Mother Teresa’s famous quote, “Do small things with great love,” best describes the life of Darwin’s Romola Marie Sebastianpillai.
“I am honoured and humbled to get this prestigious award,” says Romola, who has been living in Darwin ever since she and her family migrated to Australia in 1977.
A native of Sri Lanka, Romola recollects that her early years in Darwin revolved solely around raising her two daughters. But soon she began to volunteer at a few organisations as she felt the need to assimilate into the Australian society and give back to the country for providing her family the best of everything.
Romola started off with the Darwin Film Society as a Secretary, and soon she joined a public speaking club to hone her skills and train migrants who wanted to learn this skill to get on in this society. Her ability to constantly learn new things yet find time to help and train others didn’t go unnoticed and she was duly elected President of the Society, a post she held for many years.
Around the same time, she also joined Cancer Council of the Northern Territory as a volunteer. “Both my parents died of cancer and I felt this was a good way of paying respects to my parents,” she recalled. Romola worked as the volunteer Roster Coordinator for many years in the Council and she also had volunteers working under her on projects raising funds to help patients suffering from the disease. For her unwavering dedication, constant efforts and services, she was awarded with a Life Membership by the Council.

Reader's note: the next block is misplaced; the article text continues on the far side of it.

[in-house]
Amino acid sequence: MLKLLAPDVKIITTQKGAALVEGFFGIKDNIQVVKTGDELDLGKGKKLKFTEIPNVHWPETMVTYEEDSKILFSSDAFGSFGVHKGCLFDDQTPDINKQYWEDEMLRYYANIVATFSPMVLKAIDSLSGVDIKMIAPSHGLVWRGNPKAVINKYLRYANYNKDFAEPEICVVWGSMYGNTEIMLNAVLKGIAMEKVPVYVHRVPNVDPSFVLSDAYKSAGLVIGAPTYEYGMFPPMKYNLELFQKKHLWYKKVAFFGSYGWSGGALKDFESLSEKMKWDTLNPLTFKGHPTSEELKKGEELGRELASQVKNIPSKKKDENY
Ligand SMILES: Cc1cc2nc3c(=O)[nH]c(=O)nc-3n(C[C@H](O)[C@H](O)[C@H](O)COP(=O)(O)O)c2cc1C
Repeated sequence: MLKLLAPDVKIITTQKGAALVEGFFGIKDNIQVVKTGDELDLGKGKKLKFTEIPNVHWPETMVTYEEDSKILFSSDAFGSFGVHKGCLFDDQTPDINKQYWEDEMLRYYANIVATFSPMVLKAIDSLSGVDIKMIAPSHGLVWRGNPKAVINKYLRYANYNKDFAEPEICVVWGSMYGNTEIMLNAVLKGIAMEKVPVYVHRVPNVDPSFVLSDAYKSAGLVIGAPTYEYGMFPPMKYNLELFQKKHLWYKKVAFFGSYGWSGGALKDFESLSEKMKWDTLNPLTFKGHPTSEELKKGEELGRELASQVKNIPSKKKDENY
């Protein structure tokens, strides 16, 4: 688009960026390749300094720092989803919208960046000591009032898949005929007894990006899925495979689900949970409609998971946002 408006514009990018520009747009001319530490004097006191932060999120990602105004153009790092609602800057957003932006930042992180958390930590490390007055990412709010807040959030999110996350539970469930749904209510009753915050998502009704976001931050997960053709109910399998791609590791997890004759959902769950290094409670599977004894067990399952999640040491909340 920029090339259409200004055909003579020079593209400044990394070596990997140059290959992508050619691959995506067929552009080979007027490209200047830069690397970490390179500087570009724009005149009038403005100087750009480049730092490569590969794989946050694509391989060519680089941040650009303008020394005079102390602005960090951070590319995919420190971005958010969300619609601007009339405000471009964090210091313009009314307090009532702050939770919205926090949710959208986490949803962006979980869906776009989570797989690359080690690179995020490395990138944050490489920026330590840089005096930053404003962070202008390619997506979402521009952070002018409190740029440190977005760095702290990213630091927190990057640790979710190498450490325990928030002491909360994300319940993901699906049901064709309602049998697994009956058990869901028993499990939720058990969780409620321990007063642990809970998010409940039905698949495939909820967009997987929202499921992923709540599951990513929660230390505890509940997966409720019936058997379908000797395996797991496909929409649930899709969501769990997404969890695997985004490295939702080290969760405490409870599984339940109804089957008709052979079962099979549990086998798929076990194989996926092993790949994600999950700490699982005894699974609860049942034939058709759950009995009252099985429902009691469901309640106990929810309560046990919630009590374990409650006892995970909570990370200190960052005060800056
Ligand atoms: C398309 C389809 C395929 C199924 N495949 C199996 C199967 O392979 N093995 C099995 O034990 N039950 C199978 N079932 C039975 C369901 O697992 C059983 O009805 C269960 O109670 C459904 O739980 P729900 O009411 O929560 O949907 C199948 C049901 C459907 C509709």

Romola’s zest for life is an inspiration to us all. In spite of having her hands full, she joined a community based not-for-profit Irish dance school, Rince Na H’Eireann Darwin Irish Association. Speaking to Indian Link, she reminisced about her younger days in Sri Lanka where she had learnt this dance form while at school.
Romola thought it would be a good way of pursuing her passion for dance along with helping other dancers take an interest in this culture and gain confidence in their personal lives. Her excellent leadership qualities once again came to the fore, and she was made President of the group which is currently a thriving institution in the Territory.
She was also a recipient of the Fair Go Medal, Pride of Australia, 2015 for her outstanding contributions to the community.
Romola’s message to the youth of this country is that volunteering leads to happiness in many ways.
“You learn to give back to society what you have gained out of it. I am a very happy, contented woman by doing what I have done for the past 35 years. I encourage all young people to give a little bit of their time to the community and feel a sense of gratification in it.”
When asked about her future plans, Romola said “My main aim is to help anyone in need. I am in good health as I take good care of myself and have exercised regularly for the past 30 years. I hope to continue working with the Cancer Council of the Northern Territory and also play a leading role in the Irish Dance School which is really close to my heart.”
And all this, while she plays doting grandma to her three adorable grandchildren, Callum, Serena and little Bella.